Tuesday, 17 November 2009
What ho! Shakespeare!
As you know, I've been trying to think of ways to inject some pizazz into Bookphilia and my feelings about it. I'm afraid none of my ideas are looking very well in the cold light of day, which I guess leaves me with two immediate options: stop blogging, or, keep writing reviews as I know how to (and hope that the romance will reignite all on its lonesome). For today, at least, I suppose my simply being here and showing you a picture of a P.G. Wodehouse book means I'm going for the latter option.
In my experience so far, P.G. Wodehouse's books are quite predictable and all pretty similar; the characters get switched up a bit and the hairy situations are somewhat altered but really, they're all the same. I have no problem with this and obviously, neither does the rest of the reading world, for all his books are being re-printed in purdy new soft covers.
Wodehouse's novels are fun and generally reliable and forgettable; I can't even remember the details of my favourite Wodehouse novel, Leave it to Psmith. But hey, if it's good enough for Shakespeare, it's good enough for me (and our man Pelham Grenville) - because really, all Wodehouse's books, in spirit for sure and also often in detail, are modern renditions of Shakespearean Comedies. Engagements arranged in record time, engagements broken, engagements remade and broken and remade, confused identities, young people running about in the green world well beyond the reach of the city, youth's conflict with the oldsters/parent figures, and the ultimate triumph of youth - all Shakespeare AND all Wodehouse. Wodehouse has no shame about his literary lineage, for he loves to drop little snippets from Shakespeare's oeuvre - who loved his intertextual references too. Wodehouse is like the meta-Shakespeare of 300 and change years later.
Obviously, such an analogy can only go so far; while Shakespeare's Comedies ARE all remarkably similar, he still had a great deal more breadth than Wodehouse, who did not pen tragedies or histories, or most interestingly, "problem" novels defying genre and the readerly expectations surrounding it. But this doesn't mean Wodehouse's Comedies aren't interesting. One of the things I find fascinating about them is how much more deeply than Shakespeare he thrusts his characters into the proverbial forest removed from the real world. Contemporary politics are barely gestured towards, if at all (e.g., in The Code of the Woosters, Roderick Spode is a rather intimidating fascist dictator in the making, but when crushed up against the meditative and ever firing brain of Jeeves, he has no chance there, in the country - and more importantly, his political ties and proclivities in no way affect the major plot points). The insularity of the English country mansion and its environs become inviolable to all negative forces save those of parent figures' in direct conflict with young people's desires.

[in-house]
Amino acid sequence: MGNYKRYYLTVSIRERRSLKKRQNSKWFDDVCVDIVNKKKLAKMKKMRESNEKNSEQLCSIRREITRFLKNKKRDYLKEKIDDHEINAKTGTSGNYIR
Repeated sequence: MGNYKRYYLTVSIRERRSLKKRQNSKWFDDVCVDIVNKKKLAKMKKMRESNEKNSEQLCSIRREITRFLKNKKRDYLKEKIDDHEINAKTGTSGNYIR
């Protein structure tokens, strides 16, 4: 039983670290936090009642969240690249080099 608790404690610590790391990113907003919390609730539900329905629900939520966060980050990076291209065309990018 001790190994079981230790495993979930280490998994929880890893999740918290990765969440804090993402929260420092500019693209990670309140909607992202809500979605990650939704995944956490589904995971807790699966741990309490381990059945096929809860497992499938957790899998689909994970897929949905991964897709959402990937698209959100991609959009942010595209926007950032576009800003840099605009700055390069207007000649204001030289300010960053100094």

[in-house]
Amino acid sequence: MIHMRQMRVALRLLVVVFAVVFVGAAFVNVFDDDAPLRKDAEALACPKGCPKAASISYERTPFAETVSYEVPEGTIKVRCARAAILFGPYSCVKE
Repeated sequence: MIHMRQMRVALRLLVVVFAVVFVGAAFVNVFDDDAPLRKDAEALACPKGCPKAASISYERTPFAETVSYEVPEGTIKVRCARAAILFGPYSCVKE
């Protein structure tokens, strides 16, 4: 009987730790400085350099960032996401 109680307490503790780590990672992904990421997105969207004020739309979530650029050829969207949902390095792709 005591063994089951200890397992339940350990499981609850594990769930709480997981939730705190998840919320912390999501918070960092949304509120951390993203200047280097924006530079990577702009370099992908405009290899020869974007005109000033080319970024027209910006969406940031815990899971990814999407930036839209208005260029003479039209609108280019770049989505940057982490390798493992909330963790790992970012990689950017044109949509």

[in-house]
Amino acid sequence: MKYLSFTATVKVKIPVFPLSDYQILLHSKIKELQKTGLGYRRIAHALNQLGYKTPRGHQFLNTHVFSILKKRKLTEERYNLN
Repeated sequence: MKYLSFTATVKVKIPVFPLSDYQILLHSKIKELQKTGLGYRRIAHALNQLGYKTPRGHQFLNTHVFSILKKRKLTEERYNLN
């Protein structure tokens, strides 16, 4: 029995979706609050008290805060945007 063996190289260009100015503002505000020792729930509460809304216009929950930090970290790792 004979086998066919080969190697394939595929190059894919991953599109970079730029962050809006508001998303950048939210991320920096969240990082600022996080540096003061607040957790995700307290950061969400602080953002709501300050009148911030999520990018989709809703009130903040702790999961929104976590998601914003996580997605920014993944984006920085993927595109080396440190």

The one way in which Wodehouse does not maintain his fairly consistent generic homage to Shakespeare, however, is in relation to the issue of class. In Shakespeare's Comedies, class distinctions are allowed to break down and be toyed with in the forest - although they will, of course, be re-established directly prior to the characters' re-entry into the "real" world. A great deal of Wodehousian Comedy relies on the strict maintenance of those class distinctions throughout whatever chaos ensues. With Shakespeare, the temporary disintegration of class is a true fantasy in the non-literary sense of the world - in Renaissance England, to what class one belonged was very clearly marked by the clothes worn. Indeed, that Renaissance actors, low rent by anyone's standards, could dress themselves as kings on the stage caused a fair bit of anxiety - for external markers were the only markers of social position (and therefore power) that were universally understood.
So, I wonder, was Wodehouse simply not enamoured of that particular aspect of his mentor's Comedic style, or is the sharp delineation of class in Wodehouse's novels itself the fantasy? Is the thing to be yearned for, in a Europe shaken by wars, the rise of a strong union culture, and an increasing influx of immigrants, not more social diversity but less? Given Wodehouse's political affiliations during World War II, that's a rather disquieting hypothesis. (It's also disquieting that I say this, given how many years I spent trying to teach my students to avoid engaging in biography criticism!) Or, are Wodehouse's novels simply a gentle send-up of the old guard who would imagine that larger cultural changes would leave their country (estates) entirely untouched in every way? Or, even more basically, is Wodehouse just having a simple laugh at those who would imagine that youth won't triumph over age?
I don't know the answers to these questions. I do know, having just come up for air and looked around with blinky eyes and racing heart, that I've apparently just written, not a review of The Code of the Woosters (which I very much enjoyed), but rather a hasty and un-researched lecture geared towards a first year English course - if anyone taught Wodehouse to first years, which I can't say I've ever heard of. Having not taught uni courses in 3 years now, I find what I've just done confusing. And perhaps more, not less evidence, of the fact that I don't know what kind of relationship I want there to be between the books I read and how and what I write about them. Sigh.